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By Alastair Macdonald
KIEV (Reuters) - Petro Poroshenko does a fair impression of a man with all the time in the world, bantering with reporters in a fluent medley of languages on his first morning as Ukraine's president-elect.
But the chunky, billionaire-issue wristwatch flashing from his well-tailored cuff marks out a man in a hurry; his smooth patter on creating wealth, fighting corruption and embracing European values cracked when pressed on how he can recover Crimea from Russia or defeat pro-Moscow rebels in the east.
And however much those bursts of emotion may have been aimed at the cameras during an expansive 90 minutes before the world's media, he showed he was ready to vent his anger in steel, not just words: within the hour, Ukrainian warplanes were strafing and bombing the rebel-held international airport in Donetsk.
"The anti-terrorist operation should not last two or three months - it should last for a matter of hours," he said, promising more punch - and more resources - for a so far unconvincing military drive to end the separatist revolt.
"The Ukrainian soldier should no longer go naked, barefoot and hungry," the confectionery magnate added, tuning in to a populist touch honed on the barricades of last winter's street protests that brought down his predecessor, Viktor Yanukovich.
Denouncing rebel leaders as no better than Somali pirates, set on preserving their "bandit state" at the expense of people in the Russian-speaking east to whom they denied a vote on Sunday, he ruled out negotiations with "terrorists".
But he offered guarantees on language rights and autonomy for what he described as a silenced majority who wanted to stay in Ukraine and forecast talks within three weeks with Russian President Vladimir Putin, saying "we know each other very well".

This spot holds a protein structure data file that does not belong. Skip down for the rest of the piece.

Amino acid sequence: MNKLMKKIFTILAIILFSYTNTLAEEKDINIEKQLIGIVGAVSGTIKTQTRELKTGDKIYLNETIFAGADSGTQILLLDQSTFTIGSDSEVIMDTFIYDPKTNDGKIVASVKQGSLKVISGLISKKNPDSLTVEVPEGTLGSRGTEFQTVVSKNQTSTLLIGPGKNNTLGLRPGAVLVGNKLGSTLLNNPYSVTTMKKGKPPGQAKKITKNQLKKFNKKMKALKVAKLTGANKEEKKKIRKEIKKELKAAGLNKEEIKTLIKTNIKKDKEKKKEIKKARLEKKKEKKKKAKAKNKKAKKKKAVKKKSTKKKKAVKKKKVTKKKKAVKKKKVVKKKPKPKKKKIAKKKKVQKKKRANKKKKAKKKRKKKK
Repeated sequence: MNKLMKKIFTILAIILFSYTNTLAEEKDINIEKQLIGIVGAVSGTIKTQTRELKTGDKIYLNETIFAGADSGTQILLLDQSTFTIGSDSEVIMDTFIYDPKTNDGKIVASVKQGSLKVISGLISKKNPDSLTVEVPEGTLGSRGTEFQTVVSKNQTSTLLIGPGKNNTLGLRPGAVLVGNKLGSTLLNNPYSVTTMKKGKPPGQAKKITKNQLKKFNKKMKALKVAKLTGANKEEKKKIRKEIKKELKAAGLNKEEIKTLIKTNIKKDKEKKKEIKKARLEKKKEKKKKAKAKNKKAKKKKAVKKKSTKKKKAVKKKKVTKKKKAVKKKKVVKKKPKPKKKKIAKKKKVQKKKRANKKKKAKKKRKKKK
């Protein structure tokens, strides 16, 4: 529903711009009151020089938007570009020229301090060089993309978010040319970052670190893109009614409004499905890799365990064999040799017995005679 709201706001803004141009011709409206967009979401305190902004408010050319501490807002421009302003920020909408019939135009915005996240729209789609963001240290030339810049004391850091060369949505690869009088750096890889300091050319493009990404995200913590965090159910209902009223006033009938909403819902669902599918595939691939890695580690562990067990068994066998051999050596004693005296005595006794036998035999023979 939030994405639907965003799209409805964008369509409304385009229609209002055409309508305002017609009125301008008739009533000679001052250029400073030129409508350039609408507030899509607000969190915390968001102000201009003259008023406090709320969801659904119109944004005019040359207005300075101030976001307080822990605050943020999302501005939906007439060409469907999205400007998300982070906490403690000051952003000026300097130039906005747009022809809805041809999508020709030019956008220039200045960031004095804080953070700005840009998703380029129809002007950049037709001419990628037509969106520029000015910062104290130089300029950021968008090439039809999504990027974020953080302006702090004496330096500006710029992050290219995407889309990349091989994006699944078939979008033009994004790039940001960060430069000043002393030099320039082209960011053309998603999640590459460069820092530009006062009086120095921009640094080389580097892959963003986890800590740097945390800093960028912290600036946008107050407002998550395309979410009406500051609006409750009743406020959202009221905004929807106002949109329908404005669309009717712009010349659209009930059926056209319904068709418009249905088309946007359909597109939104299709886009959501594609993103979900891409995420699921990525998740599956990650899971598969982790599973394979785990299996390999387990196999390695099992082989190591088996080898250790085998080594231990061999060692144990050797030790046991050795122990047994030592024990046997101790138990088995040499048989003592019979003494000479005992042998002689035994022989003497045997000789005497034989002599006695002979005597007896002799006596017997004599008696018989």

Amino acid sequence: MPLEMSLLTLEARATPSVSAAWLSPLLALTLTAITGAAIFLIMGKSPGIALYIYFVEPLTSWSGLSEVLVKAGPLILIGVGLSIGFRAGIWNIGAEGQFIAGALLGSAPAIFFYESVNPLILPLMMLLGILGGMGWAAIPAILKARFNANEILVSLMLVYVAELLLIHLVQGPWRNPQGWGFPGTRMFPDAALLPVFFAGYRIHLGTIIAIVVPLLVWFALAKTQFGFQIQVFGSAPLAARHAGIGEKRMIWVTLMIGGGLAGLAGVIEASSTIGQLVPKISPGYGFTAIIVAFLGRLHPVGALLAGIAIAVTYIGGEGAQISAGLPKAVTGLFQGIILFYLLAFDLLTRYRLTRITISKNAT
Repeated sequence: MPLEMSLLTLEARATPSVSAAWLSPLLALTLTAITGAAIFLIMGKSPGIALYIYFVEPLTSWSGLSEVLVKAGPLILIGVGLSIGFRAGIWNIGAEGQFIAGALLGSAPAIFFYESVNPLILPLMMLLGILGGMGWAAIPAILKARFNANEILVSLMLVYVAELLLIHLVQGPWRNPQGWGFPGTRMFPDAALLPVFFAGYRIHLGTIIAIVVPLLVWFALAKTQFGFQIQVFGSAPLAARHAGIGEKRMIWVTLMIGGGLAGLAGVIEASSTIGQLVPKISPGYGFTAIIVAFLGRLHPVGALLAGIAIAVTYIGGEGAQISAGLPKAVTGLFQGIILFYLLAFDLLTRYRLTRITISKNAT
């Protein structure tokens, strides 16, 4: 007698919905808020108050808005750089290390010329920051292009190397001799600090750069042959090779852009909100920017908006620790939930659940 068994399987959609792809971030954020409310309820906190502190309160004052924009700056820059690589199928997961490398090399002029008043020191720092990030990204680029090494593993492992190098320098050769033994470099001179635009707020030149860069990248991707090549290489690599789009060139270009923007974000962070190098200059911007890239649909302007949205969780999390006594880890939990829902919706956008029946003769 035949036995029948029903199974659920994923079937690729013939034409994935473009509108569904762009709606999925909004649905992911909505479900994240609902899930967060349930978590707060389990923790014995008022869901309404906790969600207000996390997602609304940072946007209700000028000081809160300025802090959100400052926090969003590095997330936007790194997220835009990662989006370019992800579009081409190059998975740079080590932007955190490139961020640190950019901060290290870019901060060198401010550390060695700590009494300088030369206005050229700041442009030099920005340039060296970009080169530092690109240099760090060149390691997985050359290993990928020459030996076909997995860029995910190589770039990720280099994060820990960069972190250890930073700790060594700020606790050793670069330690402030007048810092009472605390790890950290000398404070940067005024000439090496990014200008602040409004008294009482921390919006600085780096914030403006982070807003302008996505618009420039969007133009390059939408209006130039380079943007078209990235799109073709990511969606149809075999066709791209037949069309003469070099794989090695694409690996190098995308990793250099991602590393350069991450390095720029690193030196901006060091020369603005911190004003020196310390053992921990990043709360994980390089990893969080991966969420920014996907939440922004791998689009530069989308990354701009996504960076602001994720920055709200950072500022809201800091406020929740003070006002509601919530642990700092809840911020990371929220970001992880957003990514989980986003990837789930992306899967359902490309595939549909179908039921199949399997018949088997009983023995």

Playing a weak hand against a powerful neighbor, Poroshenko laid out his strongest cards: Moscow's complaint that the new Kiev authorities lacked legitimacy had "disappeared" with his victory on Sunday across the country. He crushed the field even in the east - previous presidential elections have polarized the country between east and west, Russian and Ukrainian speakers.
He listed with a businessman's eye the financial pain being inflicted on Russia, and the world economy, by U.S. and EU sanctions - pain that Putin could make go away by compromising.
And he pledged to end dependence on Russian gas that had not just let Moscow thwart Ukrainians' hopes of closer ties to the West but corrupted Kiev's leaders, "including the president and prime ministers" - a dig at not only Yanukovich but, seemingly, his old rival and Sunday's distant runner-up Yulia Tymoshenko, a former premier who earned the soubriquet the "Gas Princess".
The 48-year-old "Chocolate King", who announced plans to sell the business empire he has built up since the 1990s to focus on his new job, is no stranger to command and to the inner workings of the Ukrainian state after a string of positions.
After a slick campaign, he showed himself an accomplished performer on television, in marked contrast to his predecessor.
Where Yanukovich brought a politburo stiffness to the role, uncomfortable straying into unscripted spontaneity, Poroshenko took questions from all comers, switching seamlessly in answers between Ukrainian, Russian and fluent English.
Taking on a job few would envy, the tanned, heavy face beneath the sleek coiffure betrayed no sign of doubt or fatigue.
The crisp, white, button-down open collar under the light grey suit spoke of money and grooming. The Churchillian asides about democracy being the worst form of government apart from all the others were those of a man at ease in the public eye.
When he fumbled the handkerchief he had pulled out to mop sweat brought on by the TV lights, triggering a barrage of shutter clicks from photographers looking for a glimpse behind the mask, he flashed them back a broad "you got me" smile.
When a foreign reporter somewhat mangled a question in Russian and asked the new president if he had "already had relations with" a neighboring head of state, Poroshenko just raised an eyebrow and milked a laugh out of the double entendre.
Solving Ukraine's increasingly violent crisis - the fruit of 23 years of post-Soviet drift and corruption fermented in an embryonic new Cold War - will take more than the snappy marketing that has made his "Roshen" chocolate a market leader.
But between the forceful strike in Donetsk and a display of personal confidence and acute grasp of the issues, Poroshenko has made a start on convincing friends, and foes, he means business. He summed up the challenge himself, in English.
"New state. New people," he pledged. "Promise."
(Editing by Richard Balmforth and Will Waterman)